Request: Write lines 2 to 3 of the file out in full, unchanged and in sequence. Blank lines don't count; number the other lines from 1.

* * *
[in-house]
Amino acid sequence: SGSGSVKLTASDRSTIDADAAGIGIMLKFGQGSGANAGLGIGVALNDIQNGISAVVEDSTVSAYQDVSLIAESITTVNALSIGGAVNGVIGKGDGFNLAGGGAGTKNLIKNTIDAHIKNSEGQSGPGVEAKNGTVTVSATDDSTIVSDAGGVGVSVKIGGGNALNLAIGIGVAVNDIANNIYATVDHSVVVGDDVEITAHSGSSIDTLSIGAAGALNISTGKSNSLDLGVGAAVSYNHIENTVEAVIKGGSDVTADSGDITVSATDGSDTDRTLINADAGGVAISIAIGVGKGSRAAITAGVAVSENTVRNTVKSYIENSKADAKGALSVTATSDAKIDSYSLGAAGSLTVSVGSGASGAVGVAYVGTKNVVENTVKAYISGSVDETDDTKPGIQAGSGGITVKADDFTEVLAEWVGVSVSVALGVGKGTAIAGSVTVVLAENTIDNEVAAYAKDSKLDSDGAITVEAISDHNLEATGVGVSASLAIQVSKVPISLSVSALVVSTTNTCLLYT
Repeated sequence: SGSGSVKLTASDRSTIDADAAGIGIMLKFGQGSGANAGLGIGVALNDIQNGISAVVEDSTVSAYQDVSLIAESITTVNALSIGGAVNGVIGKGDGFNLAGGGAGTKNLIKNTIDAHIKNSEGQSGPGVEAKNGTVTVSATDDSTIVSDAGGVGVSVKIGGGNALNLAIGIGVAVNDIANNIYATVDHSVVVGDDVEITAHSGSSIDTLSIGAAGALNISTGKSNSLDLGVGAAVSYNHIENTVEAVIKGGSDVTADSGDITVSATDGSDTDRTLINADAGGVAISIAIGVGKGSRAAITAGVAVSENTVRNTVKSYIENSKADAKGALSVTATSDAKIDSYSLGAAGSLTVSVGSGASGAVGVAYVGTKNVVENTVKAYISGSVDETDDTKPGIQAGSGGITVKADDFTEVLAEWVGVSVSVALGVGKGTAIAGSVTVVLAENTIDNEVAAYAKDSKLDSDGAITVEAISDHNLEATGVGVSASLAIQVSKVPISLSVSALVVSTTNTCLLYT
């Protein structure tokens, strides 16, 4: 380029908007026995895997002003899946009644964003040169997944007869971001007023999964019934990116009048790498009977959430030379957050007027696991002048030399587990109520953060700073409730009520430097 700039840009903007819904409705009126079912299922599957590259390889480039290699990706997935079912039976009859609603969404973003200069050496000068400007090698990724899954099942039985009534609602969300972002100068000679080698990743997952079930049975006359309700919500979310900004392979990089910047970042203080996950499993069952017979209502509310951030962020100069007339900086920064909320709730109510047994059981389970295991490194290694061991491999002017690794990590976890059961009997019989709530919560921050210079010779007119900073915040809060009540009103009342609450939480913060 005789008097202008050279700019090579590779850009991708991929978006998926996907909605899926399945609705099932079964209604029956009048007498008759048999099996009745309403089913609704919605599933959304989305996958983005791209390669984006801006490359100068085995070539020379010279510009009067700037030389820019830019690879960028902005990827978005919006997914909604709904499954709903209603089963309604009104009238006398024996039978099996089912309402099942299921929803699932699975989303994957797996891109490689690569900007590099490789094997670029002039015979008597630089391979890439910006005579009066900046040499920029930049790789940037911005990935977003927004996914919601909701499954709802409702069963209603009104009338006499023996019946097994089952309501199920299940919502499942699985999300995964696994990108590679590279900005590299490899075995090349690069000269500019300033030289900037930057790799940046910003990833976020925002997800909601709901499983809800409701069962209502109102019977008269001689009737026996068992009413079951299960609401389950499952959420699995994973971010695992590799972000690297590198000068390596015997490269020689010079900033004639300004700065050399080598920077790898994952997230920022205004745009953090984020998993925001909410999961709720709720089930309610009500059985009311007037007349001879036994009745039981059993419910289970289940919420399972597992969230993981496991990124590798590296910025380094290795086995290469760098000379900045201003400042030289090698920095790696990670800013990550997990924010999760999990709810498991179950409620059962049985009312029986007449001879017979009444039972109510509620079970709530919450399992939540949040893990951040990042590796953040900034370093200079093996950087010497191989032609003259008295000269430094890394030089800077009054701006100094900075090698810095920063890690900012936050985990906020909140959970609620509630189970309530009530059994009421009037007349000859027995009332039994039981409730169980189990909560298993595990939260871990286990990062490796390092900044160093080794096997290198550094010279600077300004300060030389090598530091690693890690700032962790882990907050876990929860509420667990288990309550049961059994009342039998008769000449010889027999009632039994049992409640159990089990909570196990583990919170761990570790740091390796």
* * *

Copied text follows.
Amino acid sequence: SGSGSVKLTASDRSTIDADAAGIGIMLKFGQGSGANAGLGIGVALNDIQNGISAVVEDSTVSAYQDVSLIAESITTVNALSIGGAVNGVIGKGDGFNLAGGGAGTKNLIKNTIDAHIKNSEGQSGPGVEAKNGTVTVSATDDSTIVSDAGGVGVSVKIGGGNALNLAIGIGVAVNDIANNIYATVDHSVVVGDDVEITAHSGSSIDTLSIGAAGALNISTGKSNSLDLGVGAAVSYNHIENTVEAVIKGGSDVTADSGDITVSATDGSDTDRTLINADAGGVAISIAIGVGKGSRAAITAGVAVSENTVRNTVKSYIENSKADAKGALSVTATSDAKIDSYSLGAAGSLTVSVGSGASGAVGVAYVGTKNVVENTVKAYISGSVDETDDTKPGIQAGSGGITVKADDFTEVLAEWVGVSVSVALGVGKGTAIAGSVTVVLAENTIDNEVAAYAKDSKLDSDGAITVEAISDHNLEATGVGVSASLAIQVSKVPISLSVSALVVSTTNTCLLYT
Repeated sequence: SGSGSVKLTASDRSTIDADAAGIGIMLKFGQGSGANAGLGIGVALNDIQNGISAVVEDSTVSAYQDVSLIAESITTVNALSIGGAVNGVIGKGDGFNLAGGGAGTKNLIKNTIDAHIKNSEGQSGPGVEAKNGTVTVSATDDSTIVSDAGGVGVSVKIGGGNALNLAIGIGVAVNDIANNIYATVDHSVVVGDDVEITAHSGSSIDTLSIGAAGALNISTGKSNSLDLGVGAAVSYNHIENTVEAVIKGGSDVTADSGDITVSATDGSDTDRTLINADAGGVAISIAIGVGKGSRAAITAGVAVSENTVRNTVKSYIENSKADAKGALSVTATSDAKIDSYSLGAAGSLTVSVGSGASGAVGVAYVGTKNVVENTVKAYISGSVDETDDTKPGIQAGSGGITVKADDFTEVLAEWVGVSVSVALGVGKGTAIAGSVTVVLAENTIDNEVAAYAKDSKLDSDGAITVEAISDHNLEATGVGVSASLAIQVSKVPISLSVSALVVSTTNTCLLYT